Bryan Ferry's solo work is often inconsistent and frustrating - some of it is anodyne, bland even, but now and then he will come up with a concept that he can really make work for himself. 'Dylanesque' is one such project. Ferry is no stranger to covering Dylan, of course; his first solo hit was a cover of 'A Hard Rain's A-Gonna Fall', and he has returned to Dylan's catalogue intermittently through the years. This filmed-in-the-studio DVD, whilst not being particularly visually dynamic, sees Ferry fronting a fine band and investing a lot of the material with some soulful vocalising and his own (pretty good) harmonica work. The more stripped-down stuff works best, but the guitar work of Jonny Greenwood and Chris Spedding adds colour and atmosphere to the song arrangements. The interviews add some illumination to Ferry's song choices and interpretations - his reworking of 'Positively Fourth Street' in particular recasts the song away from the splentic put-down of the original to being a more considered and regretful version. However, the take on 'The Times They Are A Changin' is nearly pub-rock, and could have benefitted from a more radical approach. Overall, though, the DVD highlights Ferry's artistry, and his interpretive skills are remarkably effective. Well worth the money, to me.


Country Life
Country Life
Price: 6.48

6 of 7 people found the following review helpful
5.0 out of 5 stars Learn To Love It...I Did!, 13 Jan 2010
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This review is from: Country Life (Audio CD)
When 'Country Life' was first released back in 1974, like several of the reviewers here, I was disappointed. In an incredibly fertile couple of years, the band had released three magnificent albums - their self-titled first, 'For Your Pleasure', and 'Stranded', emerging seemingly from nowhere to being one of Britain's most innovative, stylish and important bands, yet 'Country Life' just didn't make it for me. However, thirty-odd years later, 'Country Life' now sounds, to these ears, every bit as good as those first three albums. The opening track, 'The Thrill Of It All', is supremely atmospheric, and songs such as 'Out Of The Blue' are lyrically and musically out of the top Roxy drawer. The hit single, 'All I Want Is You', opens with massive, cathedral like Manzanera guitar chords, and the song lyric - almost an exercise in using pre-Beatles pop cliches - works brilliantly. It also contains weird Roxy anomalies like 'Trytych' - a song I bet that they never performed live - that's like an attempt to write a piece of 'early music' - it could've come from a Tudor costume drama - yet it works wonderfully. 'Bitter Sweet' always sounded like a bit of an inferior cousin of 'Stranded's' 'Song For Europe', but with it's German verse, now sounds to me like a fine song in its own right. Then there's things like the old-school neo-boogie(!) of 'If It Takes All Night' - one of the straightest of songs, musically speaking, that the early Roxy recorded, which swings mightily. Add in ' A Really Good Time', one of Ferry's most acid-tongued of lyrics ("you're well-educated, with no common sense"), and the rather sweet 'Three And Nine', and you have one of Roxy's most well-rounded, multi-faceted and absorbing albums. Plus, there's always THAT sleeve - it got banned in the USA at the time!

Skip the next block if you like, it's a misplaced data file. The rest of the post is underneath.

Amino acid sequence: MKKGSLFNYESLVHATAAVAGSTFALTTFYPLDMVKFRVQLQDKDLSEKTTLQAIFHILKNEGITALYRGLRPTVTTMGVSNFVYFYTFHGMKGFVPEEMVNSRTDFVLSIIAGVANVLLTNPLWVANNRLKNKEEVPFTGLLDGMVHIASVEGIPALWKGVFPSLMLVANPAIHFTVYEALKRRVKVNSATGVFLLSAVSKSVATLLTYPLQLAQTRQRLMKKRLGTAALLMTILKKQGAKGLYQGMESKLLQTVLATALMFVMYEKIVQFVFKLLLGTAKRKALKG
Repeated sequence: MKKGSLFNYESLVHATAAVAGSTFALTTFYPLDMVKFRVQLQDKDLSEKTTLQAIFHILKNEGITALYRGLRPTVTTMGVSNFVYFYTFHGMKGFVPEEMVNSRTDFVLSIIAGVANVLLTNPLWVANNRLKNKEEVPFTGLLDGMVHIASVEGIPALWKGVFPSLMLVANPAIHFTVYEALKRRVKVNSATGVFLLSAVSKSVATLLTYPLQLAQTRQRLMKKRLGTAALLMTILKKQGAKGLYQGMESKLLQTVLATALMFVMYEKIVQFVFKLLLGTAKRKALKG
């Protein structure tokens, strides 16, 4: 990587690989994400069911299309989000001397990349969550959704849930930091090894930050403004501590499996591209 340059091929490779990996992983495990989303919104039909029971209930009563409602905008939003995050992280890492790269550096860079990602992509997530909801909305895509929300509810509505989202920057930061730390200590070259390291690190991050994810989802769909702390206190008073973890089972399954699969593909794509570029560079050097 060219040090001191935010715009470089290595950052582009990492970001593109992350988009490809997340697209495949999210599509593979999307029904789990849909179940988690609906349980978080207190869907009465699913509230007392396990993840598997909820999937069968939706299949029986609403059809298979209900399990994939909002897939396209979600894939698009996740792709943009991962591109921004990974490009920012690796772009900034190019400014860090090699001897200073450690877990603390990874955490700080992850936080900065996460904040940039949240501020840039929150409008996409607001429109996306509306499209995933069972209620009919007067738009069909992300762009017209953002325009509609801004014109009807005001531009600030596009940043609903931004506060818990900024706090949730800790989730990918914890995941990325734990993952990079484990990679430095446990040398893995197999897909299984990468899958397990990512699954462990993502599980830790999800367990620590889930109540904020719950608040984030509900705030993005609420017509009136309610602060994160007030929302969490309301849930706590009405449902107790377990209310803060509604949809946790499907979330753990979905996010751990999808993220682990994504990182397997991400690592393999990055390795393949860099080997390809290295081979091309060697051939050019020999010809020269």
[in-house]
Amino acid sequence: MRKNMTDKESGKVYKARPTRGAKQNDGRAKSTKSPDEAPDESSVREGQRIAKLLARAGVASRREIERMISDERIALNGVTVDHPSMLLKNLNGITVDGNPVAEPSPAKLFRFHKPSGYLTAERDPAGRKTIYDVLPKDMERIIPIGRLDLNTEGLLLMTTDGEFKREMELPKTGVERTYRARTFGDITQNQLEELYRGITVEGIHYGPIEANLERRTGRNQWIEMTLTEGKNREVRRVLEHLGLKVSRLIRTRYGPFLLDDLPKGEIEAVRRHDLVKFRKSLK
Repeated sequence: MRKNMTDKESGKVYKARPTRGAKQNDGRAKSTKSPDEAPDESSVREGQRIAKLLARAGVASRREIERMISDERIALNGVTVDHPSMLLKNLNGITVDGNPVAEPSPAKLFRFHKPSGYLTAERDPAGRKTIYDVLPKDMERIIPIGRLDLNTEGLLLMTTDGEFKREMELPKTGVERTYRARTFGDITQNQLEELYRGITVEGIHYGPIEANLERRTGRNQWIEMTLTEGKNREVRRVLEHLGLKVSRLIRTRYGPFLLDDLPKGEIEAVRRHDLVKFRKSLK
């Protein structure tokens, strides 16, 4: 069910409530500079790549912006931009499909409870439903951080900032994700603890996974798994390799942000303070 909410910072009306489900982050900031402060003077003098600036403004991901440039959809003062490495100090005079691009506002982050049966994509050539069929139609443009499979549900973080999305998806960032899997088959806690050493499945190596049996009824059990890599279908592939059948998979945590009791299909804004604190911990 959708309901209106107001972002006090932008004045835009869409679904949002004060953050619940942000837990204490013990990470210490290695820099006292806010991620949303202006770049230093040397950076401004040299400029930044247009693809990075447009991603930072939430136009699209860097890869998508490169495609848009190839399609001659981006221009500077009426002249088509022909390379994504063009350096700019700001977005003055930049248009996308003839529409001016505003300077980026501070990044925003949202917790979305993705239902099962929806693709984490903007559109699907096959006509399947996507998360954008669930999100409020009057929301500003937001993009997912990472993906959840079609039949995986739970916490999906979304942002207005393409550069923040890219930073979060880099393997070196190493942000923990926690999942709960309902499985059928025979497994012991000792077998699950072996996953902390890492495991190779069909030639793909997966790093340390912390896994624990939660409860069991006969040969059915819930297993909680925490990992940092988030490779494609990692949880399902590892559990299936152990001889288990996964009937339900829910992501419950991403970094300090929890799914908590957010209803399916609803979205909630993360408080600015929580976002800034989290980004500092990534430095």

The Northumbria Anthology - from Tees to Tyne
The Northumbria Anthology - from Tees to Tyne
Offered by vinylandcds
Price: 11.99

3 of 3 people found the following review helpful
4.0 out of 5 stars Worth Hearing Just For Bryan Ferry in Full On Geordie Mode, 7 Jan 2010
This collection of traditional Tees, Wearside and Tyneside songs is worth hearing for the opening track, in which international Jet Setter and Lounge Lizard Bryan Ferry reveals an unexpected return to his Washington (Co Durham, that is) roots, with an enjoyable recital through the venerable 'Lambton Worm'. The other tracks are no less appealing, though, and this is an enjoyable collection.


Starz (+ Bonus)
Starz (+ Bonus)

4.0 out of 5 stars A Fine Slab of Mid-70's Hard Rock, 6 Jan 2010
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This review is from: Starz (+ Bonus) (Audio CD)
There were high hopes for Starz when they debuted in 1976. Managed by the same company that shot Kiss to fame, Starz were way more musically accomplished than Gene Simmons & co, could craft a hard rocking tune (with an addictive chorus), and were apparently great live. Lead singer Michael Smith was part Steve Tyler, part Mick Jagger, and a little bit of David JoHansen of the New York Dolls, but fates conspired against them. Legend has it that their record label, Capitol, didn't quite know how to market them, and their emergence just as Punk was starting to make headway in the UK meant that their profile over here was never even visible. The UK division of Capitol blew most of their Starz promo bill sponsoring a car with the band's logo at some motor racing event (What were they thinking of?). This album, their debut, is probably their best - everything motors along at a terrific clip, apart from the heavy blues of 'Pull The Plug', which excited some attention owing to it's somewhat tasteless subject matter (turning off the singer's comatose girlfriend's life support machine, would you believe). Buy this and their second album 'Violation' (a concept album of sorts which bears an uncanny resemblance to the story in the Queen musical 'We Will Rock You' - talk about being ahead of your time), and you've got two classy hard rocking platters that remain two of the most underrated albums of the late 1970s.